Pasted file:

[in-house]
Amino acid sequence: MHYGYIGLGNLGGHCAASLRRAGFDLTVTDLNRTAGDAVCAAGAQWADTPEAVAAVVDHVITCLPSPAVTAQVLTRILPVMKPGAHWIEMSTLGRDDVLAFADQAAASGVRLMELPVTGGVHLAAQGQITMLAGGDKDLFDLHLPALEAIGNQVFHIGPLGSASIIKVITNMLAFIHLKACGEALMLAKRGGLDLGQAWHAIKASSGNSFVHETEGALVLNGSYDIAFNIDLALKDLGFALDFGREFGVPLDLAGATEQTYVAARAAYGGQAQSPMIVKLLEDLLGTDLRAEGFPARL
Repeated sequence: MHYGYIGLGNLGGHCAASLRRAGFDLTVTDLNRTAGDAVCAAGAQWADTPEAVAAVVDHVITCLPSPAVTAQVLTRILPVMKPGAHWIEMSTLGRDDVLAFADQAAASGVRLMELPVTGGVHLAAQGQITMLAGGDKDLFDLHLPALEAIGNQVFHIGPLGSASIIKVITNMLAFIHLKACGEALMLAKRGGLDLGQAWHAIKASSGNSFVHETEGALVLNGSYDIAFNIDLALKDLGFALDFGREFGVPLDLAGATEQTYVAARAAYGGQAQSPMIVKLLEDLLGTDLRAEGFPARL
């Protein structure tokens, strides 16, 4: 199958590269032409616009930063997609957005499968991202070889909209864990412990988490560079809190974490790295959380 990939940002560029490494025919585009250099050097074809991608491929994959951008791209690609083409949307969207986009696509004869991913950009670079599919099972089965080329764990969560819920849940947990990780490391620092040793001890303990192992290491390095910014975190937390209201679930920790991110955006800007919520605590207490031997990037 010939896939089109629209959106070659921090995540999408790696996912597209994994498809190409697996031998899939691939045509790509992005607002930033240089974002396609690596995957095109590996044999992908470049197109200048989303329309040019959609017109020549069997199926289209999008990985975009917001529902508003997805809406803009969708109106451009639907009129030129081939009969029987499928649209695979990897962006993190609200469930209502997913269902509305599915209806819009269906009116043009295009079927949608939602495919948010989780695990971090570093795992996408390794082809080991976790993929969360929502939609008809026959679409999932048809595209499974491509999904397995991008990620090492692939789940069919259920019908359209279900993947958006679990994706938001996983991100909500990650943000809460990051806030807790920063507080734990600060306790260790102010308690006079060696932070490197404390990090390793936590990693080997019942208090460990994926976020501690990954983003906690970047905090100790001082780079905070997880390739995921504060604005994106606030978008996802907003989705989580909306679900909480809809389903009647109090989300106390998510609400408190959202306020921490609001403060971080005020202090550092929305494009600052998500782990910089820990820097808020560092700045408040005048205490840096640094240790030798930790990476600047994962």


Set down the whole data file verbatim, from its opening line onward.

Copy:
[in-house]
Amino acid sequence: MHYGYIGLGNLGGHCAASLRRAGFDLTVTDLNRTAGDAVCAAGAQWADTPEAVAAVVDHVITCLPSPAVTAQVLTRILPVMKPGAHWIEMSTLGRDDVLAFADQAAASGVRLMELPVTGGVHLAAQGQITMLAGGDKDLFDLHLPALEAIGNQVFHIGPLGSASIIKVITNMLAFIHLKACGEALMLAKRGGLDLGQAWHAIKASSGNSFVHETEGALVLNGSYDIAFNIDLALKDLGFALDFGREFGVPLDLAGATEQTYVAARAAYGGQAQSPMIVKLLEDLLGTDLRAEGFPARL
Repeated sequence: MHYGYIGLGNLGGHCAASLRRAGFDLTVTDLNRTAGDAVCAAGAQWADTPEAVAAVVDHVITCLPSPAVTAQVLTRILPVMKPGAHWIEMSTLGRDDVLAFADQAAASGVRLMELPVTGGVHLAAQGQITMLAGGDKDLFDLHLPALEAIGNQVFHIGPLGSASIIKVITNMLAFIHLKACGEALMLAKRGGLDLGQAWHAIKASSGNSFVHETEGALVLNGSYDIAFNIDLALKDLGFALDFGREFGVPLDLAGATEQTYVAARAAYGGQAQSPMIVKLLEDLLGTDLRAEGFPARL
């Protein structure tokens, strides 16, 4: 199958590269032409616009930063997609957005499968991202070889909209864990412990988490560079809190974490790295959380 990939940002560029490494025919585009250099050097074809991608491929994959951008791209690609083409949307969207986009696509004869991913950009670079599919099972089965080329764990969560819920849940947990990780490391620092040793001890303990192992290491390095910014975190937390209201679930920790991110955006800007919520605590207490031997990037 010939896939089109629209959106070659921090995540999408790696996912597209994994498809190409697996031998899939691939045509790509992005607002930033240089974002396609690596995957095109590996044999992908470049197109200048989303329309040019959609017109020549069997199926289209999008990985975009917001529902508003997805809406803009969708109106451009639907009129030129081939009969029987499928649209695979990897962006993190609200469930209502997913269902509305599915209806819009269906009116043009295009079927949608939602495919948010989780695990971090570093795992996408390794082809080991976790993929969360929502939609008809026959679409999932048809595209499974491509999904397995991008990620090492692939789940069919259920019908359209279900993947958006679990994706938001996983991100909500990650943000809460990051806030807790920063507080734990600060306790260790102010308690006079060696932070490197404390990090390793936590990693080997019942208090460990994926976020501690990954983003906690970047905090100790001082780079905070997880390739995921504060604005994106606030978008996802907003989705989580909306679900909480809809389903009647109090989300106390998510609400408190959202306020921490609001403060971080005020202090550092929305494009600052998500782990910089820990820097808020560092700045408040005048205490840096640094240790030798930790990476600047994962």